Black History Month and the Present 

Happy to share this important blog post from Gail Rae-Garwood, a fellow advocate, in honor of Black History Month. Given that African Americans are so disproportionately affected by chronic kidney disease, the low representation among nephrologists is all the more unfortunate. In August, we celebrate Minority Awareness Month, and March is National Kidney Month, but kidney disease is a reality for millions of African Americans all year long.


I’ll bet you thought I’d forgotten all about Black History Month. Not at all, dear readers, not at all. It’s just that since this is a yearly occurrence and I’ve been blogging about kidney disease for 14 years, it becomes harder and harder to uncover Black nephrologists I haven’t written about before. Of course, including current Black nephrologists changes the picture somewhat. This year, I turned to Blackamericanweb for some help and found it,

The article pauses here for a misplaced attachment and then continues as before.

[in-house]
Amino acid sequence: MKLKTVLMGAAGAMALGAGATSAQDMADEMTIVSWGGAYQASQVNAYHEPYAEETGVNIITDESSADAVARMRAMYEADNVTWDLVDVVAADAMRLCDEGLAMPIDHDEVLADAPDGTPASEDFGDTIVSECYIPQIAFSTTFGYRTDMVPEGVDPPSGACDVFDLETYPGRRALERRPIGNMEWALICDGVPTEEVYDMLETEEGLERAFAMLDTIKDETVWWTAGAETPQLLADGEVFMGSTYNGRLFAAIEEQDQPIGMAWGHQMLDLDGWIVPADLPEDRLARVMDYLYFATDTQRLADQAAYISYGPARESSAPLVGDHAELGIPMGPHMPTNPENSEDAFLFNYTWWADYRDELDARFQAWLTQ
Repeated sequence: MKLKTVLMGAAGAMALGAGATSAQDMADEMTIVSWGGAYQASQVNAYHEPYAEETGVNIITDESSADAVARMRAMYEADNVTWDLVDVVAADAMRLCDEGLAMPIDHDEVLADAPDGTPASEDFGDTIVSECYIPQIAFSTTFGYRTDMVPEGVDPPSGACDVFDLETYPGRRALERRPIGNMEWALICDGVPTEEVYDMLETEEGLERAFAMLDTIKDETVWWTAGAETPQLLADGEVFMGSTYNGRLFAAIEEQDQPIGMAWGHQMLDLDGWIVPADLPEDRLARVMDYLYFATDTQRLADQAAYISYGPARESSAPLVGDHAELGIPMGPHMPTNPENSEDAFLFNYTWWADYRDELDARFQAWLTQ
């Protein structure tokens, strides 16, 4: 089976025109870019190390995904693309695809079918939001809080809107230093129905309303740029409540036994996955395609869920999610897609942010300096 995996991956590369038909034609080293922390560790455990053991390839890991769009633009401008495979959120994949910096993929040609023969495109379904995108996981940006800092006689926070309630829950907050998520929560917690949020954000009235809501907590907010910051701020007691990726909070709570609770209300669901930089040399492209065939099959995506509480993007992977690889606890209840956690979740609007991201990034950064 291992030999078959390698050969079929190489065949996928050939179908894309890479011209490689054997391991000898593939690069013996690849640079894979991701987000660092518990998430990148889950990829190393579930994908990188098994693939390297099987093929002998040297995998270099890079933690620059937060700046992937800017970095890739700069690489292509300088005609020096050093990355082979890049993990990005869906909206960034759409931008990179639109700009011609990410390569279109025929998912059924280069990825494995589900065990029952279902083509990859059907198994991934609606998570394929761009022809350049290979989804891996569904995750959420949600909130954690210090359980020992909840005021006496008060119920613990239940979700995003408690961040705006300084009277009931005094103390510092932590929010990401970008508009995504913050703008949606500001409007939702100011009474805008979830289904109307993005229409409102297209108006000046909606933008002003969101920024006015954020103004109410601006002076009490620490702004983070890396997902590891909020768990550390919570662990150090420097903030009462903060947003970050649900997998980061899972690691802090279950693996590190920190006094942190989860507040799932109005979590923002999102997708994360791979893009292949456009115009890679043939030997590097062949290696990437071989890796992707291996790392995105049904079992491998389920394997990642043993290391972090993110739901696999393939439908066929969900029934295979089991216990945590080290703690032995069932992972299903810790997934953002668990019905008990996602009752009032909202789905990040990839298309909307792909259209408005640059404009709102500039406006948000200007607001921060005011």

“Dr. Velma Scantlebury [Gail here: sometimes she is referred to as Scantlebury-White.] is the first African American female transplant surgeon in America. She is currently the associate director of the Kidney Transplant Program at Christiana Care in Delaware. [Gail here again: actually, she retired last year.] With more than 200 live donor kidney transplants under her career, she holds extensive research credit in African American kidney donation led by Northwestern Medicine Transplantation Surgeon Dinee C. Simpson, MD, Dr. Scantlebury…

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